IF YOU'VE GOTTEN PRETTY FAR WITH PHOTOSHOP ACTIONS, you've probably started running into some of their limitations. Although actions are easy to create, an action can't perform calculations or adjust to various conditions. For example, you can use both an action and a script to scale a layer to a specific size, but only a script can calculate how many of those layers can be duplicated across and down a particular document size, duplicate the layer until you have an entire row of them, and then duplicate the row all the way down the pagesuddenly, you have a page full of business cards in one click.
Scripts are definitely more powerful than actions, but as you might expect, there is a tradeoff: Scripts are harder to create and edit because they consist of lines of code. You have a lot more options, but those options can make it more challenging to perfect a script.
You can make good use of scripts even if you don't know how to write code. Many scripts are available on the Webmany for freeso all you have to do is run those. Also, if you have an idea for a script that doesn't involve calculation or decisions, you can actually use Photoshop to record the script, make a couple of easy changes, and play it back when you need it.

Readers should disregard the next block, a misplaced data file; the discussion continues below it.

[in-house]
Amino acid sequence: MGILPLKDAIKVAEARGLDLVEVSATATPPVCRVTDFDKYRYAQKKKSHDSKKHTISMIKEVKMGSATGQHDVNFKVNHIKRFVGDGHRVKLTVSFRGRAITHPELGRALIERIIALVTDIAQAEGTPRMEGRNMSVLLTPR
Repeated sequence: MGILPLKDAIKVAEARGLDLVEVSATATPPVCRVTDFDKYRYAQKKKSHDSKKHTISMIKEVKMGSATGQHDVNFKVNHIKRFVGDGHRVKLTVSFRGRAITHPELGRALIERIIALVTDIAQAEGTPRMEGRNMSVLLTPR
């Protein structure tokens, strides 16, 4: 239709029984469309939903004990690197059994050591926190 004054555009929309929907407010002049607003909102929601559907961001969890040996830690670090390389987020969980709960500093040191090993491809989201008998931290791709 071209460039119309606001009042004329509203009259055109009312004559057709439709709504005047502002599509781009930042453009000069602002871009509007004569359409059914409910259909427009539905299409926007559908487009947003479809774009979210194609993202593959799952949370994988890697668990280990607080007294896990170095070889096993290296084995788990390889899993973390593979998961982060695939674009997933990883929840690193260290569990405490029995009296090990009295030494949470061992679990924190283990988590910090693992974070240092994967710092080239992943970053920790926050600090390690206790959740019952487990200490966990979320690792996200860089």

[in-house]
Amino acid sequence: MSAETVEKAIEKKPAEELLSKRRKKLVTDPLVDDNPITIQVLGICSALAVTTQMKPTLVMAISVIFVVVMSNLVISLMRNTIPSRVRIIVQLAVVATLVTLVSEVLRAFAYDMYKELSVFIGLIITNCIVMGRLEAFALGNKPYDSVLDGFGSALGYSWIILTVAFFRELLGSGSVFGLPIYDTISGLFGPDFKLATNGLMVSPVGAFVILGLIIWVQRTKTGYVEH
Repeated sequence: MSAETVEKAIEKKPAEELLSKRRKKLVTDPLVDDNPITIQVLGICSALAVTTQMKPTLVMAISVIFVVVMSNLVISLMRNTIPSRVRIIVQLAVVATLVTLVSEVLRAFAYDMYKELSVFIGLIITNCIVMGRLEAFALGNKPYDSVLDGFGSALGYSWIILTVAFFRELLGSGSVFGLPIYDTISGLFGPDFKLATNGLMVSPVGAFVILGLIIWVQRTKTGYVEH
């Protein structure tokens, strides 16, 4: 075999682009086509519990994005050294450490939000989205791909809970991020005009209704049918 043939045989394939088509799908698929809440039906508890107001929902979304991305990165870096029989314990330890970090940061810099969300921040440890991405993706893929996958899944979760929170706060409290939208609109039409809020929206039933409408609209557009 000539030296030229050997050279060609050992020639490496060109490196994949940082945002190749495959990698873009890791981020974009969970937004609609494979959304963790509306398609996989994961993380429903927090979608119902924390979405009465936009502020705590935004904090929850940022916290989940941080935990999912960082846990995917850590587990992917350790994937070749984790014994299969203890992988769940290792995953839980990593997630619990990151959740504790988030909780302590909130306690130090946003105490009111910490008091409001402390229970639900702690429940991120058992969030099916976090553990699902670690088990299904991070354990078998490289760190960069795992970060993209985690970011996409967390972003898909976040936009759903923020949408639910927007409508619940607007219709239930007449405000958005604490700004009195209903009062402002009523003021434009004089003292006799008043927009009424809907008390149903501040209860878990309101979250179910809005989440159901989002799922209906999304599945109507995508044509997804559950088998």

If you have a programming background, you can take advantage of scripting rather easily. If you want to create advanced scripts, but don't have a programming background, you'll need to understand some of the concepts behind scripting that I briefly introduce in this chapter.
Like many Photoshop users, I come from a creative background, not a programming background. In this chapter, I introduce scripting and show how anyone can use it. If you want to write scripts from scratch, you'll need a lot more information than I can fit into this book. Fortunately, Adobe provides extensive scripting documentation with Photoshop. I tell you where to find that and also where to look on the Web for more information.